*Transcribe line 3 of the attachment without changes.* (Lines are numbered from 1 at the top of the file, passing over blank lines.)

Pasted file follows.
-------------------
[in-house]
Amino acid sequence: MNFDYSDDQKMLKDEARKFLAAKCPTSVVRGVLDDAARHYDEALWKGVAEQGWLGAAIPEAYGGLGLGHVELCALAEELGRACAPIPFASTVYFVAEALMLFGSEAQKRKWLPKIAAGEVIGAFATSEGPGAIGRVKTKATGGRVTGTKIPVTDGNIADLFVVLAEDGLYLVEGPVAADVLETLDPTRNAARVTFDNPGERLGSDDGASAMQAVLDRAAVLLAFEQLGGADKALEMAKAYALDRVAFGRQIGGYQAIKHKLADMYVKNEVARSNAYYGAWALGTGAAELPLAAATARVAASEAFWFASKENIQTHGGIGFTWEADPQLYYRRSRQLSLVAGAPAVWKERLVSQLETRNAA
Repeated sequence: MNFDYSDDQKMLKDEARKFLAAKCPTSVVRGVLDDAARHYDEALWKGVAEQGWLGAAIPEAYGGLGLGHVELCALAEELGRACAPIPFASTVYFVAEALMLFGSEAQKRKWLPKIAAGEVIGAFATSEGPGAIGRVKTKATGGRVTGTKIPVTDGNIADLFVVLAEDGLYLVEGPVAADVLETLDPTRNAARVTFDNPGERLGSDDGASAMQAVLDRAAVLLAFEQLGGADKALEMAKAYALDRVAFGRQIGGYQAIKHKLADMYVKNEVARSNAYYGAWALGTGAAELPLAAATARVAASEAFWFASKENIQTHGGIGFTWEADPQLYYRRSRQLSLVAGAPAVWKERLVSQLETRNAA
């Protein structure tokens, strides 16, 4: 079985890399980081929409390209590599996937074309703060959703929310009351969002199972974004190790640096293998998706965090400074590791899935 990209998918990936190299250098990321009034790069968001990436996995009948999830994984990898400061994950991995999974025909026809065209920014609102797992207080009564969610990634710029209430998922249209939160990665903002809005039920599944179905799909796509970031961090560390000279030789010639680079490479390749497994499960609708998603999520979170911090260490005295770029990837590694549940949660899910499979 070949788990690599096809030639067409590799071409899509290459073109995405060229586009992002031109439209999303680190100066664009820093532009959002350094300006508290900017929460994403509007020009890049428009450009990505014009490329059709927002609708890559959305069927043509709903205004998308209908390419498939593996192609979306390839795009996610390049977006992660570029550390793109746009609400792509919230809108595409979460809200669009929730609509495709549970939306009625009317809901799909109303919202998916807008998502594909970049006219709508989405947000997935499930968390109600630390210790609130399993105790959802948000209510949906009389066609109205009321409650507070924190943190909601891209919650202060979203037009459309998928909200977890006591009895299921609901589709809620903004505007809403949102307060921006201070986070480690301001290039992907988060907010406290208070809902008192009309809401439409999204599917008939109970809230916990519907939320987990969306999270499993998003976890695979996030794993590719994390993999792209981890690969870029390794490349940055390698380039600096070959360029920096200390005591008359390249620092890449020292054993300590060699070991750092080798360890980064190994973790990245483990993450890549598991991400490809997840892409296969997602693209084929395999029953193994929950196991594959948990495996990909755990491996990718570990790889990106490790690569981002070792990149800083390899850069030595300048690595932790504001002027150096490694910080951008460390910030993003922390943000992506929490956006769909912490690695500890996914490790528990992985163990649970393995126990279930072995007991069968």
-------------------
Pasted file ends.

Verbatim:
Repeated sequence: MNFDYSDDQKMLKDEARKFLAAKCPTSVVRGVLDDAARHYDEALWKGVAEQGWLGAAIPEAYGGLGLGHVELCALAEELGRACAPIPFASTVYFVAEALMLFGSEAQKRKWLPKIAAGEVIGAFATSEGPGAIGRVKTKATGGRVTGTKIPVTDGNIADLFVVLAEDGLYLVEGPVAADVLETLDPTRNAARVTFDNPGERLGSDDGASAMQAVLDRAAVLLAFEQLGGADKALEMAKAYALDRVAFGRQIGGYQAIKHKLADMYVKNEVARSNAYYGAWALGTGAAELPLAAATARVAASEAFWFASKENIQTHGGIGFTWEADPQLYYRRSRQLSLVAGAPAVWKERLVSQLETRNAA